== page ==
Declaration of Saints

One PR student is witness to this momentous event for the Catholic faith

On April 27th, 2014 Pope Francis, the head of the Catholic Church declared two of his predecessors Pope John XXIII and Pope John Paul II Saints. Millions and millions of people flocked, by the busloads, to Rome, Italy. A relatively quiet, laid back city, suddenly became so crowded and chaotic that parts of the city had to shut down. Hundreds of dignitaries and heads of state also came on that particular day. Thousands of people camped out as much as 24-hours ahead in order to get a spot in St. Peter’s square. Pope Francis declared the two Saints in a special ceremony of canonization amid the church’s regular worship service, the Mass.

When I was there I watched the service on TV from the English speaking section of the city, which was on the Form, just off of The Colosseum. As I watched, people all around us had their eyes glued to the screen. As I walked around before the service I saw and talked with people from all over the world. There were groups of people literally dancing in the streets. We were all so different; but were all bonded together in one faith. The Vatican was so packed that in order to get a spot, people were lining up as much as 24 hours in advance. On that Sunday when they finally let people in, I’m told it was a land rush for the few chairs there. Overall it was an amazing sight to behold, people from all over the world came for one purpose. Strangers found something in common with each other: their faith. I was glad to be a part of this and watch all of this as it unfolded.

What is a Saint? A Saint, with a capital S, is anyone the Catholic Church recognizes and declares as such. Saints are people, whose holy lives are considered examples for others, and whose intercession the faithful can call upon in prayer. This is not to be confused with saint with a lower case s, which is anyone of the faithful living in heaven right now. What roles do Saints play in the life of the Catholic Church?  By their life, Saints shows the faithful how to better live his or her life and grow in holiness. They are like the role models of the Catholic Church.

Who were Pope John XXIII and Pope John Paul II? One of the lesser known of the two new Saints is Pope John XXIII. Angelo Giuseppe Roncalli was born in Sotto il Monte, Italy on November 25, 1881 to a poor sharecropping family. In 1914 he was a stretch bearer and chaplain in the Italian army he was discharged in 1919.During WW2 he saves thousands of Jews and locals in France. He is summoned back to the Vatican in 1958 to help select a new Pope. In the end Roncalli is chosen; assuming the new name John XXIII, a name not used by Popes in almost 500 years.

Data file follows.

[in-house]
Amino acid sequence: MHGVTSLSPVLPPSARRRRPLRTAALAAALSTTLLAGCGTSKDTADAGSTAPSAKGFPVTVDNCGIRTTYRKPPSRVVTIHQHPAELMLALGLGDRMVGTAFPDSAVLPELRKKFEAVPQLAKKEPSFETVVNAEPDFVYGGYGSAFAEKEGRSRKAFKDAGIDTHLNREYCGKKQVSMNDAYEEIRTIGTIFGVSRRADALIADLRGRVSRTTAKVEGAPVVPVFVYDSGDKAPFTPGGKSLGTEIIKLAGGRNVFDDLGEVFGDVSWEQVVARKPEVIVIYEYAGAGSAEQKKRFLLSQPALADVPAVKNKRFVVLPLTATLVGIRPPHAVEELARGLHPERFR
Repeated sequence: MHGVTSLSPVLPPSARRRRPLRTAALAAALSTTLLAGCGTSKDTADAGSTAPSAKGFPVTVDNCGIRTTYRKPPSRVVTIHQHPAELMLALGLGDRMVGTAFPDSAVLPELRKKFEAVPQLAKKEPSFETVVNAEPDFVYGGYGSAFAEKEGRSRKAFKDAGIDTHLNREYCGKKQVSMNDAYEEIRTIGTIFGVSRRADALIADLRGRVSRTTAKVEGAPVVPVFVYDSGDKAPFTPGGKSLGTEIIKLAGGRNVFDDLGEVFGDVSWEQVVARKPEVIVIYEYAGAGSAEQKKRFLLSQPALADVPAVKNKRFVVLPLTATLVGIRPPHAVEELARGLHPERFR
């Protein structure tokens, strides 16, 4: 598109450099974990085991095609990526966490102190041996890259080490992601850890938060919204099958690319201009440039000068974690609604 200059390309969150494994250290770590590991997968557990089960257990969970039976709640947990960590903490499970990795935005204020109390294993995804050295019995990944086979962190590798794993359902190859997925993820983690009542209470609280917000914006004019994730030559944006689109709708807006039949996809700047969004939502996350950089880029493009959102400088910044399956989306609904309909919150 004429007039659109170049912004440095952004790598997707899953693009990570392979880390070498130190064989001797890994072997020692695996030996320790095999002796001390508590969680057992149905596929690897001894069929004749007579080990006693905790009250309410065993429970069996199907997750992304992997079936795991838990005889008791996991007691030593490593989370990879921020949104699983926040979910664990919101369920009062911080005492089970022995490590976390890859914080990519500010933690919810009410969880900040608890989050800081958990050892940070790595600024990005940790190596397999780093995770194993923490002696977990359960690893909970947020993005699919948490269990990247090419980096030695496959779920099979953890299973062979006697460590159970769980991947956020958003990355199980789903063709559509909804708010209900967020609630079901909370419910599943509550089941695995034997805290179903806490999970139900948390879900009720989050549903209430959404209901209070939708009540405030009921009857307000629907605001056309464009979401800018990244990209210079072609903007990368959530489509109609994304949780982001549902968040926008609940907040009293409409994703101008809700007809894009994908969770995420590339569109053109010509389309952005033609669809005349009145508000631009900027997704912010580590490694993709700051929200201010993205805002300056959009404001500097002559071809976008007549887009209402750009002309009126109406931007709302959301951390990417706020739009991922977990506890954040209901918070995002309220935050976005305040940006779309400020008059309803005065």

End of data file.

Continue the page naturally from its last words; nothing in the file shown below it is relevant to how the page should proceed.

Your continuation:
As Pope, the people thought he would be a transitional leader. This was not to be. Most notably he started Vatican II, a council that helped to modernize the Church. By late 1962, he is diagnosed with terminal stomach cancer. He was the first Pope to be honored as the Time Magazine Man of the Year. Six months after his death U.S. President Johnson awards him the Presidential Medal of Freedom.

The other Pope made Saint was Pope John Paul II the more famous and well known of the two Popes. Karol Josef Wojityla was born in Wodwice, Poland on May 18, 1920 to a devout Catholic family. His mother died of heart and kidney problems and his brother died of scarlet fever. A local youth leader, Jan Tryanowski helped Karol to discern his calling to the priesthood. During WW2 he studied for the priesthood in an underground seminary in occupied Poland.

In 1947 he was sent to Rome to continue his studies. In 1951 Fr. Karol was given the opportunity to take a break from his priesthood and become qualified as a University Professor. In 1958 he became a bishop. From 1962-1965 he attended the Vatican II council, where he contributed greatly.

After the council he went back to Poland to implement the teaching of the council. He became a cardinal in 1967. In 1978 he was elected Pope taking on the name John Paul II, named after his predecessor who was in office for only 33 days. He was the first non-Italian Pope in hundreds of years.

As Pope he wrote more, traveled more, and canonized more Saints than any other Pope in recent history. He boldly upheld church doctrine, but did so with humility. He worked to try and bring new relations with other world religion and even the divisions in Christianity together. He also started the World Youth Day,an annual gathering of youth and young adults for prayer, worship and celebration of the Catholic faith, in 1984.  John Paul II died on April 2, 2005, after 26 years of faithful service to the Church as Pope.

These two new Saints bring renewed hope and other examples of how to live a holy life, to Catholics everywhere. The effects of the Vatican II council will be felt for years and years to come. Even after death, John Paul II’s multitude of written works will continue to inspire and show the faithful how to live out their faith. All this and more is why millions, including myself were there in Rome at the end of April. Being there I got to see the universality of the Catholic Church, millions of people from all over the world united in one common faith.